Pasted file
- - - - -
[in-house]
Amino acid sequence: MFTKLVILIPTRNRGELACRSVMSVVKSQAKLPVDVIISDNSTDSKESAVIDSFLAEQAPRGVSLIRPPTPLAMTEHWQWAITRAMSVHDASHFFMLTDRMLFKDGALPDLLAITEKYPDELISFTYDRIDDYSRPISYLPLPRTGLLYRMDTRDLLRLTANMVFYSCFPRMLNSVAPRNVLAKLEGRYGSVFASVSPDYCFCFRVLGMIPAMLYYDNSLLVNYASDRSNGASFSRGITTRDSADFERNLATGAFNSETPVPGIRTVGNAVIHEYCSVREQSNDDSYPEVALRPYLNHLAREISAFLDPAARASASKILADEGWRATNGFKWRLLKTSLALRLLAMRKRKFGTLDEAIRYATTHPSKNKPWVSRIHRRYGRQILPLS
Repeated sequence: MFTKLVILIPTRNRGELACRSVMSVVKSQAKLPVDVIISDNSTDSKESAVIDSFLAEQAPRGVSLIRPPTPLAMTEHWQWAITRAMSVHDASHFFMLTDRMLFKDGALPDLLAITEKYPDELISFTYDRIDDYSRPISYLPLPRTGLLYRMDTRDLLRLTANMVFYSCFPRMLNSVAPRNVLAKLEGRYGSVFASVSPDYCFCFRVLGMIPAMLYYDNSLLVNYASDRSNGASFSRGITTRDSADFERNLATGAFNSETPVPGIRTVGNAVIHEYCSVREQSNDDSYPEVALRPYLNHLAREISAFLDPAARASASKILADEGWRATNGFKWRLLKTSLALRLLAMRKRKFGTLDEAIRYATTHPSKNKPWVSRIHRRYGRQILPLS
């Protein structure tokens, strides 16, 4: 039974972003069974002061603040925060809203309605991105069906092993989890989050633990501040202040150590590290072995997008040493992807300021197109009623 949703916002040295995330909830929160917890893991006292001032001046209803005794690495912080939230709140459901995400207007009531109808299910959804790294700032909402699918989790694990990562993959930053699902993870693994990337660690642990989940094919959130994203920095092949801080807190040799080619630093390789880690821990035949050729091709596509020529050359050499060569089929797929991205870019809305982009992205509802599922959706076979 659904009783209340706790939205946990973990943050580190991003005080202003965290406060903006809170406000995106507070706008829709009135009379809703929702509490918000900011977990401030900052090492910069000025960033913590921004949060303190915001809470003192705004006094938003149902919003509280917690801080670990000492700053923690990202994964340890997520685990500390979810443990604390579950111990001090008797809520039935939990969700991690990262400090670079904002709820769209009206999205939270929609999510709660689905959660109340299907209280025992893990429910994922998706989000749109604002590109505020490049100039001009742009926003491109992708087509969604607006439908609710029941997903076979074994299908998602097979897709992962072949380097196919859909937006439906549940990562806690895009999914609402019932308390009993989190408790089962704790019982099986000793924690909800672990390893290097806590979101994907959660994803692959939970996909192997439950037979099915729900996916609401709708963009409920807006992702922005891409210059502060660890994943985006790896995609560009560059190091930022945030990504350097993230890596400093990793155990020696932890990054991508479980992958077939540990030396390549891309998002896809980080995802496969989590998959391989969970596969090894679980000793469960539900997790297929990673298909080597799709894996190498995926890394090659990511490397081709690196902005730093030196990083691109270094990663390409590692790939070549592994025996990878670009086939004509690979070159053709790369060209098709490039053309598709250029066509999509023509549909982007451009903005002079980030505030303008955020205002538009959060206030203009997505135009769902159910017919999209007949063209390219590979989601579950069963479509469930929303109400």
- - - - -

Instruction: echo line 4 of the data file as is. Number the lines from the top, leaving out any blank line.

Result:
């Protein structure tokens, strides 16, 4: 039974972003069974002061603040925060809203309605991105069906092993989890989050633990501040202040150590590290072995997008040493992807300021197109009623 949703916002040295995330909830929160917890893991006292001032001046209803005794690495912080939230709140459901995400207007009531109808299910959804790294700032909402699918989790694990990562993959930053699902993870693994990337660690642990989940094919959130994203920095092949801080807190040799080619630093390789880690821990035949050729091709596509020529050359050499060569089929797929991205870019809305982009992205509802599922959706076979 659904009783209340706790939205946990973990943050580190991003005080202003965290406060903006809170406000995106507070706008829709009135009379809703929702509490918000900011977990401030900052090492910069000025960033913590921004949060303190915001809470003192705004006094938003149902919003509280917690801080670990000492700053923690990202994964340890997520685990500390979810443990604390579950111990001090008797809520039935939990969700991690990262400090670079904002709820769209009206999205939270929609999510709660689905959660109340299907209280025992893990429910994922998706989000749109604002590109505020490049100039001009742009926003491109992708087509969604607006439908609710029941997903076979074994299908998602097979897709992962072949380097196919859909937006439906549940990562806690895009999914609402019932308390009993989190408790089962704790019982099986000793924690909800672990390893290097806590979101994907959660994803692959939970996909192997439950037979099915729900996916609401709708963009409920807006992702922005891409210059502060660890994943985006790896995609560009560059190091930022945030990504350097993230890596400093990793155990020696932890990054991508479980992958077939540990030396390549891309998002896809980080995802496969989590998959391989969970596969090894679980000793469960539900997790297929990673298909080597799709894996190498995926890394090659990511490397081709690196902005730093030196990083691109270094990663390409590692790939070549592994025996990878670009086939004509690979070159053709790369060209098709490039053309598709250029066509999509023509549909982007451009903005002079980030505030303008955020205002538009959060206030203009997505135009769902159910017919999209007949063209390219590979989601579950069963479509469930929303109400």